With the pandemic creating financial challenges for many, consumers are restructuring their budgets to ensure they can meet their day-to-day expenses as well as the costs they prioritize most — and it seems dining out is where the biggest cutbacks are happening.
On the whole, more than 6 in 10 consumers — 63% — have slowed their spending since the COVID-19 crisis began, according to a recent survey by digital products manufacturer Highland.
While Americans have lowered their priority on eating out as they reassess their expenses, they have increased spending in other categories, such as home improvements and hobbies.
Multiple factors contributing to smaller budgets
While some consumers are spending less because they simply have less money to spend, others are opting to take a more prudent approach. The largest percentage of respondents — 60% — said they felt the need to be more cautious with their money during the ongoing financial crisis. Other reasons consumers gave for scaling back their spending included:
- Experiencing a reduction in income (49%)
- Staying home more often (40%)
The main area where consumers are cutting back is dining out, with 64% saying they now spend less on food that isn’t prepared in their households. Other areas where consumers have slashed spending are:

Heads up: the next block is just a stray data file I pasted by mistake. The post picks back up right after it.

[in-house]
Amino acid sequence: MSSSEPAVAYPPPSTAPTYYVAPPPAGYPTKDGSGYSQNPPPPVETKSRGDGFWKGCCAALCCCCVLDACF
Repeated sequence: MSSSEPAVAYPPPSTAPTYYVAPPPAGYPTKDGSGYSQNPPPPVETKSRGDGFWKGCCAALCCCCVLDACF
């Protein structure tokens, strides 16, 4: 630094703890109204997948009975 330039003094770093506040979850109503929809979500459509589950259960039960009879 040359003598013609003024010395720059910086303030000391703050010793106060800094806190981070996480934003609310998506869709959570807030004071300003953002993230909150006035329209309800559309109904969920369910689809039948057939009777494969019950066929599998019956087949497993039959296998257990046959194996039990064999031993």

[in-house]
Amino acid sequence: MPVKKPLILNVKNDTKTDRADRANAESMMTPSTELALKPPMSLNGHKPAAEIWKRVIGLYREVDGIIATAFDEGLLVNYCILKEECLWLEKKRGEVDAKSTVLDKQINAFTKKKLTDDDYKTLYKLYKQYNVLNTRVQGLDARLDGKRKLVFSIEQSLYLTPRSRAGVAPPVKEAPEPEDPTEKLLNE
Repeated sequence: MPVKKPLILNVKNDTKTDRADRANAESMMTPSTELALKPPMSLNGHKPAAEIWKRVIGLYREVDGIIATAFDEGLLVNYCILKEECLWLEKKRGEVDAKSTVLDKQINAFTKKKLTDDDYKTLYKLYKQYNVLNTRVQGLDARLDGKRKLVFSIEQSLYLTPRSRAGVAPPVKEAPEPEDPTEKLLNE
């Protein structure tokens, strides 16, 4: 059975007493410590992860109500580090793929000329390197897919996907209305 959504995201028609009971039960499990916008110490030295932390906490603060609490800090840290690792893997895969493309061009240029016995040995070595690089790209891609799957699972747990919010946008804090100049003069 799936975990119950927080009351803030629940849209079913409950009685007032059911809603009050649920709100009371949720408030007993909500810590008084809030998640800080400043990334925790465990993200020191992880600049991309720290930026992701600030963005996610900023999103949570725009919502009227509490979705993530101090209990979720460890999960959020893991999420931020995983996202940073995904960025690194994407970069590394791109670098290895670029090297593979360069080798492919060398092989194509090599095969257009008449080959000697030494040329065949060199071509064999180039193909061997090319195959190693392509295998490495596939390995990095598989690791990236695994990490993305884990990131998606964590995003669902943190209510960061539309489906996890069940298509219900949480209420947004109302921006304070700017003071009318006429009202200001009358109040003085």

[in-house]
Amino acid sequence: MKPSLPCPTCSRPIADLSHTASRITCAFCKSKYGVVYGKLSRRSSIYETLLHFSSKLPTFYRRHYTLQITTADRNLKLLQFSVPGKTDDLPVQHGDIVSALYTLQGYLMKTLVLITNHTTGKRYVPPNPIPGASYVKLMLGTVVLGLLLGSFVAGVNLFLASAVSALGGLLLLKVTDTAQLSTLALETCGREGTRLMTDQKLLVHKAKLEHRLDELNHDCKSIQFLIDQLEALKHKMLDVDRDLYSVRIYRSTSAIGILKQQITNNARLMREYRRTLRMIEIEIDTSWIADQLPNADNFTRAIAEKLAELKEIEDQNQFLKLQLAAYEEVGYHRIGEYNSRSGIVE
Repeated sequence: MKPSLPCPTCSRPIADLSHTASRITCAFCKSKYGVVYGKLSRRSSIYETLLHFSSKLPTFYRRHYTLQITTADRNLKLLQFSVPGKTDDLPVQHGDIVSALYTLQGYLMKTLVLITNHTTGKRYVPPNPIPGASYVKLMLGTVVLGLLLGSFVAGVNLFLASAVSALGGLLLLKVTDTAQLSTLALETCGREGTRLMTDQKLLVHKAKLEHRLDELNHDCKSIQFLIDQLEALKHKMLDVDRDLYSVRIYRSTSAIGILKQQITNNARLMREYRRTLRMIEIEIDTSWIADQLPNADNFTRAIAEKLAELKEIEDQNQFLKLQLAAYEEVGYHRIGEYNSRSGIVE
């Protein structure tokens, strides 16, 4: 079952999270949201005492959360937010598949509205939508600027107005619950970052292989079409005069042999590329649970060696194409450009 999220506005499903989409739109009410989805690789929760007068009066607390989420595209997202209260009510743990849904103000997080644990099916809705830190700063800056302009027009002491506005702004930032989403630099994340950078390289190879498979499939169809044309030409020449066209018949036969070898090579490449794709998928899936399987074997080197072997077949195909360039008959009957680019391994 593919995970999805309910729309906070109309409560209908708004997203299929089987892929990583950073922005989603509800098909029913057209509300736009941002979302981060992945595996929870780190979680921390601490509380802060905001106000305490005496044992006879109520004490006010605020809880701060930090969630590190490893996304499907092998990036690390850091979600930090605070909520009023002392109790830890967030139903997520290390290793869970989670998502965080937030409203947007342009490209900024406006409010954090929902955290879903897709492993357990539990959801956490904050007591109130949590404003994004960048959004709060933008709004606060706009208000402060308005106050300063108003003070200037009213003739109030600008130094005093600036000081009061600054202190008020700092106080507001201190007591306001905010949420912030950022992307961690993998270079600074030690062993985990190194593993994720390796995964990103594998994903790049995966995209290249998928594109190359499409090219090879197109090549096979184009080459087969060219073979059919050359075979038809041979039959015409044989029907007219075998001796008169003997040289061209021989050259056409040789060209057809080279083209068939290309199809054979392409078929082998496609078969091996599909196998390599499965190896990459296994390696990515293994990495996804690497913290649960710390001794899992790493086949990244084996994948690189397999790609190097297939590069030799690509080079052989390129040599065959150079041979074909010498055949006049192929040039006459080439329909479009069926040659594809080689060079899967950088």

- Entertainment, such as movies and concerts (61%)
- Clothing (55%)
- Travel (52%)
- Recreation (43%)
- Haircuts (37%)
- Gym memberships (30%)
Transportation is another area where consumers are cutting back, with nearly half — 49% — reporting spending less in that category this year. One reason is because so many people are now working from home. In fact, a ValuePenguin survey found that approximately 61 million Americans have stopped commuting due to the pandemic.
Some spending categories can’t be cut
Unfortunately for those on a tight budget, there are some areas where consumers are finding it more difficult to eliminate costs. With so many consumers staying home and preparing their own meals, 51% of respondents said they have been buying more food and groceries than they did in the past. Making matters worse, some consumers are finding that the actual prices of groceries are on the rise.
In addition to spending more on groceries, 50% of respondents to the Highland survey said they are spending more on household supplies. Additionally, some consumers are spending more money in a bid to make it easier to cope during the pandemic. For example, 37% have spent more money by starting a new hobby and 33% said they are spending more on retail therapy.
Others are shelling out to improve their homes, perhaps because they are spending more time in them. More than 1 in 3 respondents — 36% — said they have spent more on home improvements and renovations since the start of the pandemic.
Methodology: Highland surveyed 2,002 consumers between Oct. 26-30, 2020. The breakdown among survey respondents by annual household income is as follows: 15% earned less than $20,000; 24% earned between $20,000 and $40,000; 27% earned between $40,000 and $60,000; 17% earned between $60,000 and $80,000; 8% earned between $80,000 and 100,000; and 9% earned more than $100,000.